There are a lot of changes proposed in the new draft of the town’s zoning code, which will come before voters next October, but the change that has proved most controversial is the one referred to as Open Space Residential Development (OSRD).
According to the state’s Smart Growth website, OSRD is “an approach to residential development that promotes open space preservation based on environmental and social priorities. It features partnership in development design between municipal officials and developers that provides innovative flexible incentives for highest marketability, mixed housing types and land uses, and minimal disturbance to the natural terrain.”
At their meeting last night the Planning Board, which is charged with shepherding the new zoning bylaw to town meeting next fall, voted to create a subcommittee to look at the new OSRD provisions and attempt to find middle ground.
Reports the Metrowest Daily News:
After holding a discussion in private for roughly 20 minutes before opening the meeting, the Planning Board Monday elected to create a subcommittee to deal with a controversial open space bylaw.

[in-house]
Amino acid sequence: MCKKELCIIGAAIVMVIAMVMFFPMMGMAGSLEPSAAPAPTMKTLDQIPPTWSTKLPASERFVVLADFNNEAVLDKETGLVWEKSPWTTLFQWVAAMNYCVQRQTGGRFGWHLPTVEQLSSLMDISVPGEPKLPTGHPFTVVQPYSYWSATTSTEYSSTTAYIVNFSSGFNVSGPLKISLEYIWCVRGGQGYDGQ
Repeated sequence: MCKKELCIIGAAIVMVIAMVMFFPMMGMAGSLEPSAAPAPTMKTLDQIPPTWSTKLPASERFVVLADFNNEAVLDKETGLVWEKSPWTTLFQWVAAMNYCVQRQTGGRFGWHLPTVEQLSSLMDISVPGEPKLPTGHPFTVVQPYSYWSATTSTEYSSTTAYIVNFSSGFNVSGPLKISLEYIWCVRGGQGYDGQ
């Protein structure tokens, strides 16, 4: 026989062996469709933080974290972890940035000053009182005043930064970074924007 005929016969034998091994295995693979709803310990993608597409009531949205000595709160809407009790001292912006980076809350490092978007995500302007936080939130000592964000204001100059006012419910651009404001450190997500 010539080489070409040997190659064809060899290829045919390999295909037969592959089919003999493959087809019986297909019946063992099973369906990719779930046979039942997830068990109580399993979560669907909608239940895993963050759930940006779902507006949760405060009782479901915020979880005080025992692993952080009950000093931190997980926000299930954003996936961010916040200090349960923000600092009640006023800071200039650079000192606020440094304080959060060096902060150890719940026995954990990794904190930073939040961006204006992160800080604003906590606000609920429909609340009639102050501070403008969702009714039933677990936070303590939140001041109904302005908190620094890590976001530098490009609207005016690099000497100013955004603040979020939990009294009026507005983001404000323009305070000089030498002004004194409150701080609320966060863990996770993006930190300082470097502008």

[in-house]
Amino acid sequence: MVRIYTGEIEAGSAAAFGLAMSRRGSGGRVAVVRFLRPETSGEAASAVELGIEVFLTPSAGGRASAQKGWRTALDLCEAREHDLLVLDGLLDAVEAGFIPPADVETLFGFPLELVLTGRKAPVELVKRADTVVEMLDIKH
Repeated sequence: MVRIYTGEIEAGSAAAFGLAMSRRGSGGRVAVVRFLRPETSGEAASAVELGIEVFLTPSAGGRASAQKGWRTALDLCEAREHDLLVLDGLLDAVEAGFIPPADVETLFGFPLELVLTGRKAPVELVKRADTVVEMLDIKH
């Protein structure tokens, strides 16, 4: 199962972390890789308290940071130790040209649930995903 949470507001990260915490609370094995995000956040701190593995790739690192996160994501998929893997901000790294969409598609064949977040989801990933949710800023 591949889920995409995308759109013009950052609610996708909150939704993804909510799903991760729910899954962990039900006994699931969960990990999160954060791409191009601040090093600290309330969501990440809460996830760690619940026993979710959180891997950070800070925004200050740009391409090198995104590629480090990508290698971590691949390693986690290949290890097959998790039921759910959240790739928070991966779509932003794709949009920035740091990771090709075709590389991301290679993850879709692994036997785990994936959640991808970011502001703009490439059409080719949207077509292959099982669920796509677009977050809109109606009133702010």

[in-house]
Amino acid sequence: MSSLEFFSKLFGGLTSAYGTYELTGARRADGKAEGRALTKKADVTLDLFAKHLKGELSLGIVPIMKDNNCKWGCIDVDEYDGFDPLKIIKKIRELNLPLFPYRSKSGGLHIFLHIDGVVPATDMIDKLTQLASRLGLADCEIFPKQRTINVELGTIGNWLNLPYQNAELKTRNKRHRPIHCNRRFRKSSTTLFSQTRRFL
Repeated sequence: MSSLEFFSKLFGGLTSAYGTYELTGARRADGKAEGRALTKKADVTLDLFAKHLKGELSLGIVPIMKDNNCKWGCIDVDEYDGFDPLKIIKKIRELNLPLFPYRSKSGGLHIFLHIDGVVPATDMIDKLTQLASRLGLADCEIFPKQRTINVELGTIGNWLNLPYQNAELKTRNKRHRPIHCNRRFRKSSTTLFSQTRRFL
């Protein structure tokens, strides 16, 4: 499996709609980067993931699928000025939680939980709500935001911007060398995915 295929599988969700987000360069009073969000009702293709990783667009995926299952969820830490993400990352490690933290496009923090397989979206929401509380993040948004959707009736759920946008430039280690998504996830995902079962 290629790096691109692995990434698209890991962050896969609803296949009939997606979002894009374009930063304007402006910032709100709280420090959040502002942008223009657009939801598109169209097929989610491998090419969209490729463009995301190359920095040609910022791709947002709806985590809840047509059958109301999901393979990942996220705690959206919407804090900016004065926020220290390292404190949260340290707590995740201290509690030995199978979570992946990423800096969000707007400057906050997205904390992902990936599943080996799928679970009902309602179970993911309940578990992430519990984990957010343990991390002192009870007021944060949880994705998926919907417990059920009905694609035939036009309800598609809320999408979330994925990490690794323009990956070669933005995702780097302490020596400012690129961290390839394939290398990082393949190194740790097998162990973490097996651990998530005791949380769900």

The subcommittee meetings – which may or may not be posted – will be held in the interest of reaching a compromise with critics of the proposal, members said.
“I would like to see if we can make one last stand or opportunity to see if we can make something work,” said member Dana Cunningham, who proposed creating the subcommittee at the beginning of the meeting.
You can read more – including some interesting observations about whether the board’s private discussion was in accordance with open meeting law – in this article by the MWDN.